Sex is something best left to our inferiors : The Agreeable World of W allace Arnold

I AM the keenest enthusiast for the Daily Mail and all its contents, from the marvellously comical antics of Fred Bassett to the occasional "think-piece" by Yours Truly, generally calling for the return of Corporal Punishment for the Underclass, or ditto for those from foreign climes who prove themselves inadequate to the British way of life. Without wishing to blow more than a couple of rich toots on my own trombone(!), my last few pieces - "Winston Silcott May Not Be Guilty But Black He Most Certainly Is" (Nov '94), "Why I Will Never Be a Lesbian" (Dec '94), "Time to Drop the Dread Clause IV" (Jan '95) and, most recently, "Farewell to Clause IV: Shabby Blair Betrays Labour's Hard-Won Legacy" (Feb '95) - have drawn a large reader response, the vast majority of it hugely supportive.

It was while perusing last week's Mail - an exercise from which a good many woolly-minded Independent on Sunday readers might benefit! - that my eye was caught by the headline "How Sex Destroyed The Beatles". To be frank, I couldn't have cared less whether The Beatles were destroyed by sex, goldfish, the nuclear bomb or an appetite for marzipan, just so long as they were destroyed by something. Nevertheless, the headline raises the topics of S-E-X that I must now brace myself to explore further.

Were I to be approached by the redoubtable Mrs Bottomley to pen a new NHS booklet of sex advice, it would consist of one world alone: DON'T. I am not saying that no good can ever come of it. Far from it - anything that destroyed the Beatles is not to be sniffed at. But I am arguing that it should be approached with a very long spoon indeed, plus a good, strong pair of protective gloves and preferably a sturdy pair of tongs too.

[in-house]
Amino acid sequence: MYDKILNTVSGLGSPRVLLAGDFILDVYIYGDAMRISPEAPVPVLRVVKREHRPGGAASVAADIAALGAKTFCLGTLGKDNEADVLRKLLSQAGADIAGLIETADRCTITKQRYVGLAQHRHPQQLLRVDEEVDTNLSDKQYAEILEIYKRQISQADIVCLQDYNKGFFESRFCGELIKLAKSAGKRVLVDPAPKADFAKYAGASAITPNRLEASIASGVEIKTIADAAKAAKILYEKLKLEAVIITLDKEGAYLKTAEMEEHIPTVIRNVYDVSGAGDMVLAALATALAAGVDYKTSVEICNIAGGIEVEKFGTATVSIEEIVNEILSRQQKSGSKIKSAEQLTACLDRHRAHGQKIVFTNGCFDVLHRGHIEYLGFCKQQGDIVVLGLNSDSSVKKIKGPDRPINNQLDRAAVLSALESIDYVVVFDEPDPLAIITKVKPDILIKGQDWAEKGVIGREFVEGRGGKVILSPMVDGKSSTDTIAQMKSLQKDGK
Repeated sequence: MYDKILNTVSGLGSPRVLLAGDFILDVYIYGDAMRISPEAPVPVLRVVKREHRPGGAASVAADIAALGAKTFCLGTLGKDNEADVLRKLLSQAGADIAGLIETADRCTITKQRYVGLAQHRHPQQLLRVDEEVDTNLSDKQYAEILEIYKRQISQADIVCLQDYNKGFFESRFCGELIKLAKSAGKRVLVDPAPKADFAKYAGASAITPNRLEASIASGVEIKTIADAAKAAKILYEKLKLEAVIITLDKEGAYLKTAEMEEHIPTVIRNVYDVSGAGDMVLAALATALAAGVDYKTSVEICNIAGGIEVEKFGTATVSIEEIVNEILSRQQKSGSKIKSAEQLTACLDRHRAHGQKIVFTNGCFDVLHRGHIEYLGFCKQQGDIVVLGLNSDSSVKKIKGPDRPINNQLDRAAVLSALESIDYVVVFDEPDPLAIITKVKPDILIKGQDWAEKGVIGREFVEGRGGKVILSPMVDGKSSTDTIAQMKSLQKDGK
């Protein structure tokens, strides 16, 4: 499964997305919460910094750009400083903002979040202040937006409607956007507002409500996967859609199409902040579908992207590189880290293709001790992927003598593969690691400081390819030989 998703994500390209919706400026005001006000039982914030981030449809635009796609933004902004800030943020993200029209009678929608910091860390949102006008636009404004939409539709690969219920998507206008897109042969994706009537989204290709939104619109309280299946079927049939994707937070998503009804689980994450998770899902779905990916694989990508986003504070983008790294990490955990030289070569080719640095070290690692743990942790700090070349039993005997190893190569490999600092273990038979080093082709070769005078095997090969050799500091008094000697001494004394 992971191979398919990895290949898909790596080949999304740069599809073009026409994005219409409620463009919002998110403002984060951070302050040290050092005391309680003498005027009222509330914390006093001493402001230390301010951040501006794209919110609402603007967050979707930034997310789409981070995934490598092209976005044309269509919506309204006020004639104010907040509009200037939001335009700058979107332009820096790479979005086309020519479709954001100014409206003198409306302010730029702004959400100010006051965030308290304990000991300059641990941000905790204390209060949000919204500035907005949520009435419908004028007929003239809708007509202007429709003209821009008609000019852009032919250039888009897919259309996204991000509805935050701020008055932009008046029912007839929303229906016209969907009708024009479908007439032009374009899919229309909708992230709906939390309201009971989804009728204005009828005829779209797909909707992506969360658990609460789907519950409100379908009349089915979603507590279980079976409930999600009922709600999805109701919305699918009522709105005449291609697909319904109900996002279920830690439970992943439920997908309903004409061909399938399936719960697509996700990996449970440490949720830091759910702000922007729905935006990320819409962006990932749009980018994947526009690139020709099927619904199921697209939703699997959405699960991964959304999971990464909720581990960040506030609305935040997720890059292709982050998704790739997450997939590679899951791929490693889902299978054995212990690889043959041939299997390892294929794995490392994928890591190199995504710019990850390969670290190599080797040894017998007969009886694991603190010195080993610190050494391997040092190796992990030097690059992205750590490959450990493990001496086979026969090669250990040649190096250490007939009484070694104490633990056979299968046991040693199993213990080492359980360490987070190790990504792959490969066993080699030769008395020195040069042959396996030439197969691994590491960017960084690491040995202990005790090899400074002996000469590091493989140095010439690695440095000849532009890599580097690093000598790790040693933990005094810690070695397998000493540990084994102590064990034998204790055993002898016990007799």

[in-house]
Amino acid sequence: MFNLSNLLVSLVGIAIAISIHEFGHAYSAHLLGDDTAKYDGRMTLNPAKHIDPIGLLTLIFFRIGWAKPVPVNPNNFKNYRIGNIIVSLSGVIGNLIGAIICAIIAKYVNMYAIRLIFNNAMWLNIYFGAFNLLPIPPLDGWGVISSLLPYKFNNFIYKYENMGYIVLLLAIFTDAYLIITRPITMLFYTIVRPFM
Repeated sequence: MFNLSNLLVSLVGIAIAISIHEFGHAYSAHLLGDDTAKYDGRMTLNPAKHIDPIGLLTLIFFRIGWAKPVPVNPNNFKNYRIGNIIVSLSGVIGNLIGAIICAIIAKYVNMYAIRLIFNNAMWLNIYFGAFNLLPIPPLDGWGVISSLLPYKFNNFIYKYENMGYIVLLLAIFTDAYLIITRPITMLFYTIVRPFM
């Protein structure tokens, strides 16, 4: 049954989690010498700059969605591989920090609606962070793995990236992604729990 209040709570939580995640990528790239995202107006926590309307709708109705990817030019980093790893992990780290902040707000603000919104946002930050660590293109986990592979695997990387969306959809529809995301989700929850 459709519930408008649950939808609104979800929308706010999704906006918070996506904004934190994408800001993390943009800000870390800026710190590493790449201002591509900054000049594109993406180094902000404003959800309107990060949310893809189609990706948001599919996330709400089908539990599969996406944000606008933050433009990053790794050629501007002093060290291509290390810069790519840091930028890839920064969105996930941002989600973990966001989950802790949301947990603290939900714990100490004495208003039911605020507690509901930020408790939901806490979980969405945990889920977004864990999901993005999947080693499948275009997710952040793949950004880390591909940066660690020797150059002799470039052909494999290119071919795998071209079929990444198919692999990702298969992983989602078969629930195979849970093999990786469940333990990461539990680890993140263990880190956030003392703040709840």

Sex is, of course, to be found everywhere these days. We cannot escape it, whether it be in the form of photographs of Lady Thatcher in a comely new suit plastered all over the front pages of the newspapers, or the latest in "classic dramas" on television, replete with young maidens fresh from RADA showing rather too much cleavage when the cameraman can be bothered to raise himself to the right angle.

Early on in my career, in those far-off days when I was the Motoring Editor for the late-lamented Punch magazine, I noticed time and time again that women (or The UNfairer Sex, as I was to term them in an immortal book of the same name (!!)) could spell disaster for the busy workplace. I shudder to remember, for instance, the occasion upon which we invited Miss Marianne Faithfull - then at the height of her hard-won notoriety - to join us for a Punch Lunch.

Needless to say, she arrived five minutes into lunch in a skirt that signally failed to reach her knees and a blouse little larger than a postage stamp. She then proceeded to sit down next to Lord Hailsham on one side and Mr Anthony Powell on the other. Bang opposite her was no less a figure than that Crown Jester, His Royal Highness The Duke of Edinburgh, dressed in full military regalia plus pom-poms from a tattoo which he had attended earlier on in the day.

As Miss Faithfull chewed on an asparagus tip, our conversation, which had, up to that moment, been positively bubbling with anecdote and aphorism, came to an abrupt halt. Miss Faithfull flickered an eyelash. Instantly, Lord Hailsham developed a severe choking fit, and Mr Anthony Powell, seeking to give him a jolly good pat on the back, found himself momentarily distracted by Miss Faithfull's embonpoint and instead delivered him a jolly good sock to the jaw. This caused him to reel forwards, straight into the Duke of Devonshire's dish of melted butter, splashing it hither and thither over the Duke of Edinburgh's full-dress uniform.

The Duke, aghast at such an offence to the dignity of his rank, held out his arms in astonishment, only to hit his neighbours, Sir Harold Acton and Mr Godfrey Smith, full in the chops. Within seconds, the table had erupted in a flurry of accusation and counter-accusation. Fists flew, noses bled and guest was set against guest in a veritable maelstrom of fisticuffs or, in the case of Sir Harold Acton, headbutts. Meanwhile, Miss Faithfull continued to polish off her asparagus, quite as though nothing at all had happened.

It was this single incident that convinced me once and for all that sex and civilised behaviour will always be incompatible. From that moment on, I set my cap at civilised behaviour, and I trust all my loyal readers will follow suit.